Portable ladders provide a convenient way of performing work at height and you’d think that after the years they’ve been in use that the relevant safety issues would be pretty well entrenched in people’s minds. But if the number of people injured or killed each year while using portable ladders is any indication it’s anything but the case.
The most common injuries occur when people fall they can range from minor bruising and embarrassment to disablement and even death – even from what would normally be considered low heights.
So let’s have a brief look at some of the things you can do to prevent yourself being hurt the next time you use a portable ladder.
There are basically two types of portable ladder commonly used – step ladder or “leaning” ladders with the latter being either a single or extending form. Where you intend using the ladder will determine what type is the best. It would be probably impossible to use anything but a step ladder to change a light globe in the middle of a room whereas either type of ladder could be used to change the light globe on a wall mounted light.
The next factor to consider is the height of where you want to access. If the ladder’s too short you won’t be able to reach the job safely and if it’s to long you may not be able to erect it within the space you’re working.
Finally, if you’re intending to do electrical work DO NOT use a metal ladder – you face enough risks working with electricity without adding the risk of working above ground on a conductive ladder.
Selecting the right ladder for the job is the first step (pun unintended) in making sure you’re not injured when doing the job.
Step ladders are more stable than leaning ladders and can be safely used in a stand alone mode by following these instructions:
- Inspect the ladder to make sure the rungs, side rails and anti-slip feet are in good condition, clean and not loose (or even missing).
- Make sure the soles of your footwear are clean and in good condition.
- Fully extend both sides of the ladder and make sure the spreader bars are locked in the open position to prevent the ladder collapsing on itself.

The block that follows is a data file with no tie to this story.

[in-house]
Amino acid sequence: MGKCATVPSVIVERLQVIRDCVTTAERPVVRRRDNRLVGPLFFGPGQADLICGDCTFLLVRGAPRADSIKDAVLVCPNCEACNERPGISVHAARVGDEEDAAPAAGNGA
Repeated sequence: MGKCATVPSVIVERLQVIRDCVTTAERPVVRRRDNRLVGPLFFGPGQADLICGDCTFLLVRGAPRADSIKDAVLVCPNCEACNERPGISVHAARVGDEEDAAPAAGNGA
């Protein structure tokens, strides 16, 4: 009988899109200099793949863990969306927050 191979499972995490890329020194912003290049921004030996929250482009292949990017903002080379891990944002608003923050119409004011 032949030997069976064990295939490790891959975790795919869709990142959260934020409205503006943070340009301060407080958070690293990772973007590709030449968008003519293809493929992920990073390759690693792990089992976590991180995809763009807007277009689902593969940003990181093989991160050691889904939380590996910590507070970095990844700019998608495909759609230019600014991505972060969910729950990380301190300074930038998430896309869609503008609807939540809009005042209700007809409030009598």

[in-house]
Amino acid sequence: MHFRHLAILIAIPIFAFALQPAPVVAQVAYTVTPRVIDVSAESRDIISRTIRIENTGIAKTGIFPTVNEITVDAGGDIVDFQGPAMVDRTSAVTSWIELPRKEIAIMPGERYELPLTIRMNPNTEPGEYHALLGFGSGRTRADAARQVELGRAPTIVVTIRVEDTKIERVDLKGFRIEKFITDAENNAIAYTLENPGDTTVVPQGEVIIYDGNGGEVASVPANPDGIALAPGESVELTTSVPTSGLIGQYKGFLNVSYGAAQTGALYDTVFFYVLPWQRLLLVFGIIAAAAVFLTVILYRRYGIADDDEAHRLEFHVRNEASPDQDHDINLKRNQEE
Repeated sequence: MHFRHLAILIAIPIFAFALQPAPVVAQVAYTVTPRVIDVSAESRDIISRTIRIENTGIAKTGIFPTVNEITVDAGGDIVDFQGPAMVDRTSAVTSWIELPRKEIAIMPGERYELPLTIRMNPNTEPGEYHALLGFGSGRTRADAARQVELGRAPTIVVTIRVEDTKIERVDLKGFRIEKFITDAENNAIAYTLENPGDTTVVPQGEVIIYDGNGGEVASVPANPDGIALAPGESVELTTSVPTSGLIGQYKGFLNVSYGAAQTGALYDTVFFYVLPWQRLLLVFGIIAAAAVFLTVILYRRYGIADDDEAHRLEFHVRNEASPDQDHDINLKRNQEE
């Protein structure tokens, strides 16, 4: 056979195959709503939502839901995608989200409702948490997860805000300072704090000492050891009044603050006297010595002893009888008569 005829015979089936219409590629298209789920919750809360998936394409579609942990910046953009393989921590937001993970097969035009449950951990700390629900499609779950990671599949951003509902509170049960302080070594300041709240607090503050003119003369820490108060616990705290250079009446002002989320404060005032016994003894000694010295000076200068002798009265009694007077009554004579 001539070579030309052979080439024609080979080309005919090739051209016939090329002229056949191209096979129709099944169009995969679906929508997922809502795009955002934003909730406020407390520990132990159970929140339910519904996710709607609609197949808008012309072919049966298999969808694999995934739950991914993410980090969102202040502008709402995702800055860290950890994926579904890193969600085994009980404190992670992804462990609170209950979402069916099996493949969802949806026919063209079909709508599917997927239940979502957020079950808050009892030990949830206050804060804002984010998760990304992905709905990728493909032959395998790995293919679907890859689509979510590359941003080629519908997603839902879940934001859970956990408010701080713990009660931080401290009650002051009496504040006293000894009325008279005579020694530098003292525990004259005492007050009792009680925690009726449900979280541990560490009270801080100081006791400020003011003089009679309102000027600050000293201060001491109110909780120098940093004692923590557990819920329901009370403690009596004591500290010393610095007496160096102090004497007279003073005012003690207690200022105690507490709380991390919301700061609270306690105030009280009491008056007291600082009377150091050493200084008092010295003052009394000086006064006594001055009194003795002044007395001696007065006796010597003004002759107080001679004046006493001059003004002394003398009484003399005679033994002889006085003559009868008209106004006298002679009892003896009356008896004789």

- Erect the ladder on a level, firm surface – use timber or similar pads to adjust surface level or provide support on unstable ground making sure both ladder feet are fully supported by a single pad.
- Don’t erect the ladder in trafficable areas such as of doors unless they’re locked closed.
- Don’t stand or climb above the second highest step – this makes the ladder unstable.
- Always work face on to the ladder and not off to the side.
- Only one person at a time to be on the ladder.
- If you plan to use tools, get a tool tray fitted to the top-cap of the ladder.
- Make sure the ladder is rated to support the combined weight of yourself and the equipment being used.
Single Side Ladders
These ladders are less stable than step ladders and while some of the safety requirements are the same there are other things that must be in place to ensure the safety of those using these types of ladders.
- Inspection of the condition of the rungs sidebars and feet is needed as well as the condition of the extension locks and cams on extension ladders.
- The angle of the ladder should be 1:4, that is 1 unit away from the supporting structure for every 4 units of height.
- A portable ladder should not be used at heights greater than 6 metres or about 20 feet.
- The top of the ladder should be least 3 rungs above the top surface of the support structure and should be securely fastened.
- The base of the ladder should be fixed to prevent the ladder from slipping away from the supporting structure. This is particularly applies when the top of the ladder is resting against a vertical surface and cannot be securely fastened there.
- Adjust the feet of the ladder so that it doesn’t lean to the side.
- Be aware of movement of people or other traffic (cars, forklifts) around the area and block off access if necessary.
- Face the ladder at all times while working from the ladder.
- Tools and other equipment should not be carried while climbing the ladder in order to maintain 3 points of contact.
- Don’t climb above the top supported rung of a ladder that extends beyond the top surface of a support structure or the third lowest rung where the top of the ladder is resting against a vertical surface.
- Don’t extend your body from the side of the ladder more than half its width.
- Only one person at a time should be on the ladder.
While there are no guarantees in life, following these basic precautions will significantly reduce the risk of falling from a ladder and being injured.